How can we test-drive such an entity when part of what we wish to specify is that the value, once established in an instance of this class, cannot be changed from the outside?  A typical way this questions is stated is "how can I show, in a test, that there is no SetValue() method?  Any test that references such a method simply will not compile because it does not exist.  Therefore, I cannot write the test.”

Developers will sometimes suggest two different ideas:
  1. Add the SetValue() method, but make it throw an exception if anyone ever calls it.  Write a test that calls this method and fails if the exception is not thrown.[1]  Sometimes other actions are suggested if the method gets called, but an exception is quite common.
  2. Use reflection in the test to examine the object and, if SetValue() is found, fail the test.

The problem with option #1 is that this is not what the requirement says, it is not what was wanted.  The specification should be "you cannot change the value" not "if you change the value, thing x will happen."  So here, the developer is creating his own specification and ignoring the actual requirements.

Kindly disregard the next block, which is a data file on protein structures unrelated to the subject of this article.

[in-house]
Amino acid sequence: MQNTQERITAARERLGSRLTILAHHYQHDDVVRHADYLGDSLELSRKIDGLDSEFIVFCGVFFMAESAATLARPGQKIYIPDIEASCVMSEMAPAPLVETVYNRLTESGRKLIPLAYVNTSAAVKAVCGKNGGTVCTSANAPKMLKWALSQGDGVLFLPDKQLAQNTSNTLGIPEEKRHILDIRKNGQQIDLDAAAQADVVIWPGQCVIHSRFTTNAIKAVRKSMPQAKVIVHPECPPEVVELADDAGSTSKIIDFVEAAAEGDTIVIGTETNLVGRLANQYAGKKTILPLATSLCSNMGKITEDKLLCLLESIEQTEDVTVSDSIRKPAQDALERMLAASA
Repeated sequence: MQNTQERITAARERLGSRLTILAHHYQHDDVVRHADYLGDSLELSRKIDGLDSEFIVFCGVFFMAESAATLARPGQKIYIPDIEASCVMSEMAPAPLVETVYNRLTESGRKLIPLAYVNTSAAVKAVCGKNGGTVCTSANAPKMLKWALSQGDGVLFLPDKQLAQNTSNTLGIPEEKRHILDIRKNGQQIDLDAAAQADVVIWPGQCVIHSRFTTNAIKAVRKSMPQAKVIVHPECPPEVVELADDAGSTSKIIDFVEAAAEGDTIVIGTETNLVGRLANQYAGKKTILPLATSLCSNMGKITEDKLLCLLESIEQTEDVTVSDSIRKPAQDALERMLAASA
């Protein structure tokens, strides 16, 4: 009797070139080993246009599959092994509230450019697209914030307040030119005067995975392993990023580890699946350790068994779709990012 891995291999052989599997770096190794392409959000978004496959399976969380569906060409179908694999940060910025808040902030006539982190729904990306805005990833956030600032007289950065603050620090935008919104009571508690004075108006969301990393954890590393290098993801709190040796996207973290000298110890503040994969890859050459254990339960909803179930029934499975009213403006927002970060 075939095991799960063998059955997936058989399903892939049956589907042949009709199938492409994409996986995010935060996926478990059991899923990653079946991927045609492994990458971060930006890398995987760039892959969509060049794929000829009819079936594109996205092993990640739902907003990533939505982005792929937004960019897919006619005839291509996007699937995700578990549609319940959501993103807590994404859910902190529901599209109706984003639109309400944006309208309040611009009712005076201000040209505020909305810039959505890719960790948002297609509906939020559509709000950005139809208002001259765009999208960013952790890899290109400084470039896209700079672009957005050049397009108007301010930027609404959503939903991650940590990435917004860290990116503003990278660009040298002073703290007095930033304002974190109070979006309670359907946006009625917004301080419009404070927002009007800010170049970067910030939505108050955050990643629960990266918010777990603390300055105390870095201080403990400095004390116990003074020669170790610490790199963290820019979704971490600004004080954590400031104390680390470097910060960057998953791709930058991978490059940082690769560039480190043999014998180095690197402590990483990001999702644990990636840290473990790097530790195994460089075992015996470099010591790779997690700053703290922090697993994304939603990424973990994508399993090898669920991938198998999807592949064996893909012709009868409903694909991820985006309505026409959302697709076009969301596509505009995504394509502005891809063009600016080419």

The problem with option #2 is twofold:  First, reflection is typically a very sluggish thing and in TDD we want our tests to be extremely fast so that we can run them frequently without this slowing down our process.  But even if we overcame that somehow, what would we have the test look for?  SetValue()PutValue()ChangeValue()AlterValue()? The possibilities are vast and the cost of fully verifying immutability, in this case, would be enormous compared to the value.

The key to solving this is in reminding ourselves once again that TDD is not initially about testing but creating a specification.  Developers have always worked from some form of specification it's just that the form was usually some kind of document.